11/26/06 — County finance director to retire after 30 years

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County finance director to retire after 30 years

By Andrew Bell
Published in News on November 26, 2006 2:00 AM

Norman Ricks just doesn't get headaches.

Even after creating county budgets for the past 30 years, the Wayne County finance director can only remember a handful of times that his brain hurt from crunching numbers -- or anytime for that matter.

"I think I've only had a half-dozen headaches in my whole life," Ricks said.

But that's not to say that the soon-to-be retired finance director hasn't worked hard. And when he retires from his post Dec. 1, he will cap a career that has spanned decades.

"As a child -- I was maybe 9 or 10 years old -- my dad told me that people never amount to anything if they don't work, and that I won't get what I want if I don't work," Ricks said. "So, I went to the store and got a push mower and mowed lawns. That was my first real job."

Ricks continued to work, which lead him to a variety of positions in Wayne County government and to eventually become the county's finance director in 1984. Since then, Ricks and the finance department have helped save the county "hundreds of thousands of dollars" by implementing programs and enacting other cost-savings programs.

Ricks said he helped change the way food service was handled at the county jail. The county used to handle the food service itself from preparation to serving the meals. Now, by contracting out the work, the county spends roughly one dollar per meal per inmate, he said.

The county also began contracting with a company that provides copy machines, the machines' toner cartridges and maintenance. Instead of paying for each copy machine, Ricks said the county's costs are limited to paying for paper and a flat rate per copy.

These accomplishments, along with many others, have not gone unnoticed. The Wayne County finance office has received the National Association of Counties' Certificate of Achievement for Excellence in Financial Reporting for the last 10 years.

And despite the hard work Ricks personally put in to receive those awards, he never takes credit.

"That's not an I thing," Ricks said. "We did it."

Ricks, a Wayne County native, grew up in Mount Olive and attended Southern Wayne High School. After graduating in 1968, Ricks went to Weslyan College in Rocky Mount, where he received a bachelor's degree in business and accounting.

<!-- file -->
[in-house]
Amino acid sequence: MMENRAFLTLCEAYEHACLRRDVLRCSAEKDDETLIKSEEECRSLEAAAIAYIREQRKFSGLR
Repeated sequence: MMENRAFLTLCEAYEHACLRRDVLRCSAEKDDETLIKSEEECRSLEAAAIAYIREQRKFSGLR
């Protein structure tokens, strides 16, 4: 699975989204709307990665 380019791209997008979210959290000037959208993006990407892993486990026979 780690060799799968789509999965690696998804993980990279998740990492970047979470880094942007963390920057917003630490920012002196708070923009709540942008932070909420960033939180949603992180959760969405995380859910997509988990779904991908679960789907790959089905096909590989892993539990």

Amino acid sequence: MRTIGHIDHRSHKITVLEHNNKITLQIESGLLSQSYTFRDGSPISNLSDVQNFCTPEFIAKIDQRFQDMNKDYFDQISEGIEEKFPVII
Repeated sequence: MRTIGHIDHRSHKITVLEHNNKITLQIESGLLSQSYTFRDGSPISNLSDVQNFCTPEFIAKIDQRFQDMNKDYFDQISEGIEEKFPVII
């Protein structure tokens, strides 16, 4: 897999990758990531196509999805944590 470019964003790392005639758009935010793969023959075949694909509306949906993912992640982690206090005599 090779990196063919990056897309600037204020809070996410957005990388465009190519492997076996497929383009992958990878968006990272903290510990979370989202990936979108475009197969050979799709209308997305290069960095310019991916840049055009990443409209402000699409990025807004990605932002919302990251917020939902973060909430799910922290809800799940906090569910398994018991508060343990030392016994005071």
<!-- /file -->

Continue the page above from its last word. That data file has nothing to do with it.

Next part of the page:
He soon married his high school sweetheart, Donna, and took a job as branch manager for First Citizens Bank in Mount Gilead before beginning work with Wayne County as the payroll administrator. Ricks also served the county as the assistant county executive officer, county accountant and Board of Commissioners clerk before being promoted to county finance director.

Ricks said Wayne County's financial picture has changed over the past three decades. In 1976, when Ricks began working for the county, Wayne's tax base was $787 million and numbers were crunched using an adding machine and pencils. That amount has skyrocketed to about $5.8 billion over the past 30 years. Totaling the numbers has become easier thanks to computers, he said.

A single penny has also changed over the past 30 years. One cent on the tax rate used to be the equivalent of $71,000. That same cent now represents $550,000, he said.

And co-workers and acquaintances say Ricks has done a good job handling that money over the years.

"If I had to say anything about Norman, I'd say that every taxpayer in Wayne County owes him a thank you," former Wayne County Manager Will Sullivan said. "He looked after the taxpayers' money well."

And that included being on the job most every day. During his time with the county, Ricks hardly ever missed a day of work. He even accumulated 18 months, or about 3,000 hours, of sick leave over the past 30 years.

And once his last day as a Wayne County employee comes and goes, Ricks said he will continue to work hard. Although that might mean chores around the house, Ricks is welcoming the extra time with his family -- especially his 7-month-old grandson, Hunter.

"I can't wait to teach him how to fish, carpentry and other basic training," Ricks said. "I want to teach him all of the things he can use during his lifetime -- plumbing, wiring, automobile mechanics."

Although Ricks might never work on another county budget, he said he is ready for the next stage in his life. And to see the progress of the next finance director, Pam Holt.

"I'm leaving on a high note. There are no clouds over me. I had fun in all 30 years with the county and I hope (my predecessors) continue trying to save the taxpayers money," he said.